Charles Darwin is a man famous for his contribution to the theory of evolution. The time he spent in Galapagos in particular allowed him to write one of the most important books in the history of science, On the Origin of Species. In this book, Darwin proposed the theory of natural selection which theorized that all animals living today descended from common ancestors. The groundbreaking work is now widely accepted by the scientific world and is a foundation for all other scientific work. Darwin famously brought three tortoises back to Britain with him from the islands of the Galapagos. The last of these tortoises has three has now sadly passed away.
Harriet the tortoise passed away at the age of 176. She was born in one of the islands of the Galapagos almost two centuries ago. It was there that by studying tortoises, mockingbirds and foxes that Darwin discovered small differences between each breed based on the island they were on. He realized that each breed had evolved differently based on the needs it had. He then set sail for England to publish his groundbreaking findings which went on to shake the world. He did so taking three tortoises with him.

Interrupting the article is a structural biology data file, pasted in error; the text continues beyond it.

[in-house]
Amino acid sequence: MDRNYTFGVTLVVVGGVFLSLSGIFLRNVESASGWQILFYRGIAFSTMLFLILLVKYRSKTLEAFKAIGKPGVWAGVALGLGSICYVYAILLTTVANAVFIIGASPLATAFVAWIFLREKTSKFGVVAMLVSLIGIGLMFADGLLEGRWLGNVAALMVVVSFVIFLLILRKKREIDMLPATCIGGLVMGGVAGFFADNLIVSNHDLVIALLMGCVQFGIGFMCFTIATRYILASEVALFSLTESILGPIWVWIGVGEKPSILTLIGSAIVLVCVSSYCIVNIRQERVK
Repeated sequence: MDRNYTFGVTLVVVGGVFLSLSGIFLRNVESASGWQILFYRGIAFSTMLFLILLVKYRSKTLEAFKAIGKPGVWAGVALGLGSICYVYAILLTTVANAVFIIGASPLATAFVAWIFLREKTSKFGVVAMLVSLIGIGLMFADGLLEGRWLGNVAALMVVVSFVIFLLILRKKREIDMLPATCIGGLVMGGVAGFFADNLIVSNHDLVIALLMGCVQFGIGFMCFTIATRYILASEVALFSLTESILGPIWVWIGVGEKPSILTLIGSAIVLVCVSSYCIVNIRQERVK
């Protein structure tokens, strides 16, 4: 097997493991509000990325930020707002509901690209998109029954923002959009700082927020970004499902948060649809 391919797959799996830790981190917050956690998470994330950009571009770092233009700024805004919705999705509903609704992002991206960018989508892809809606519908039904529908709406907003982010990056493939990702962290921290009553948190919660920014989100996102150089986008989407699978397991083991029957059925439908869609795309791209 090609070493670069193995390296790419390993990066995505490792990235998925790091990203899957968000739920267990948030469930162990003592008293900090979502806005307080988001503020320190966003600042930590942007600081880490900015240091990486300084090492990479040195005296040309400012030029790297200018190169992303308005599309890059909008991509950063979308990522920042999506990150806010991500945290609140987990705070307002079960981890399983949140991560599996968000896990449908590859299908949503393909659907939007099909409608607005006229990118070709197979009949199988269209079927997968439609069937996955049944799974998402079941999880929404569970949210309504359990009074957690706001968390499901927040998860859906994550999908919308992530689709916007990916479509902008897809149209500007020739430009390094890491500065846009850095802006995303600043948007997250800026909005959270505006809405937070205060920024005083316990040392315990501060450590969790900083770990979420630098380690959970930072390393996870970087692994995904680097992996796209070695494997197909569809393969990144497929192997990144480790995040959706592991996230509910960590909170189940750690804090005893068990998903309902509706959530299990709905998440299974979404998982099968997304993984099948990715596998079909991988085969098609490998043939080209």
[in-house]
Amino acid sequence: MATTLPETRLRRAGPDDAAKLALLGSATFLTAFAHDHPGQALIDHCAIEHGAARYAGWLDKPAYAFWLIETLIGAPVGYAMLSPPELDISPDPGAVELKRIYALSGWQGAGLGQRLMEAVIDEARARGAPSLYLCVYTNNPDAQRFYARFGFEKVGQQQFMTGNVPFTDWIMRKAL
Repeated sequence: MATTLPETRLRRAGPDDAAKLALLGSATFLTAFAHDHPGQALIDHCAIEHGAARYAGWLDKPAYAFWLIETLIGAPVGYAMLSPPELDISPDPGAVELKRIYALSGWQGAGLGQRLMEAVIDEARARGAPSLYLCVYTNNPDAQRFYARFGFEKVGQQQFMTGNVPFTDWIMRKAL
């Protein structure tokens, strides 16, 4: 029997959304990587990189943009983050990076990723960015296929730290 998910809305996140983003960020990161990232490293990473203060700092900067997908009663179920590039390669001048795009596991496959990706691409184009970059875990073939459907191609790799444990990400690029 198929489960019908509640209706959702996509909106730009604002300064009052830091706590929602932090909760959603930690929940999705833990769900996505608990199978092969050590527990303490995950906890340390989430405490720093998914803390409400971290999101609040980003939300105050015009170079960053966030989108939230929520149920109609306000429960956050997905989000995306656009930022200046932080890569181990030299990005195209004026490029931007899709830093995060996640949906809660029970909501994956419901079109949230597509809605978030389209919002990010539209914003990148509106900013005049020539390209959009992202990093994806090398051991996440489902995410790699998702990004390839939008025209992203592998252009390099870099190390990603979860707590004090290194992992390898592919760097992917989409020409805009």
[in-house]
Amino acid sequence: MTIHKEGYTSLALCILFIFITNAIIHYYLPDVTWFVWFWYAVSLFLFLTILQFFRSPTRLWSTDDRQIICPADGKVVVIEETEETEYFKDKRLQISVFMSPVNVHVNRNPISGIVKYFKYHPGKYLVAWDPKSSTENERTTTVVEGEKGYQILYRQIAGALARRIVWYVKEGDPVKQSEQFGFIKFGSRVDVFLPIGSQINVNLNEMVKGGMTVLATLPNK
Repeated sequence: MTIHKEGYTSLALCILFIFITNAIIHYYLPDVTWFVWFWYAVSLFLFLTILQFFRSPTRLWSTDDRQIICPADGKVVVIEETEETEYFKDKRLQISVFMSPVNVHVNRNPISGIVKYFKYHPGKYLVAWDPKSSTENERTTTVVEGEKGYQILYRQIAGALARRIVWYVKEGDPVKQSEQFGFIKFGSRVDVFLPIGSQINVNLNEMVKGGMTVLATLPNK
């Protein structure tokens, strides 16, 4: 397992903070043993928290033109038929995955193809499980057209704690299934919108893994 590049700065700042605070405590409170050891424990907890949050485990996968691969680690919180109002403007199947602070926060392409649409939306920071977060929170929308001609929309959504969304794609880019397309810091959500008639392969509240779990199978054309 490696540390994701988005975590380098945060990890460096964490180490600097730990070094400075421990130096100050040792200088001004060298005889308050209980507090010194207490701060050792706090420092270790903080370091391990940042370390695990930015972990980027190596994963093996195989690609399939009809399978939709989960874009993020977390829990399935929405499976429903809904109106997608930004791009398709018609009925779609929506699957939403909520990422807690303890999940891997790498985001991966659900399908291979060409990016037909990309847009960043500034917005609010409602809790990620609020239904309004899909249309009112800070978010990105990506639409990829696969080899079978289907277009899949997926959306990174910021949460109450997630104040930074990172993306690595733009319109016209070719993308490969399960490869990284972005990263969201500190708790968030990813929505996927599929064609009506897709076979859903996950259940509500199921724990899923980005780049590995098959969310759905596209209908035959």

While it has not been proven, it is widely believed that Harriet was one of those tortoises. At the time, Harriet would have been five years old, about the size of a standard wall clock (she died weighing over 300 pounds). She then traveled to Australia where she spent the remainder of her life. She finally died of heart failure while in the Australia Zoo.
Harriet was likely the oldest living animal in the world at her time of passing. While an incredible achievement, she is not the oldest tortoise ever found. That award goes to a slightly less famous tortoise named Tui Malila. She was presented as a gift to the royal family of Tonga from Captain James Cook in the 1770s. She died in 1965 at the age of 188.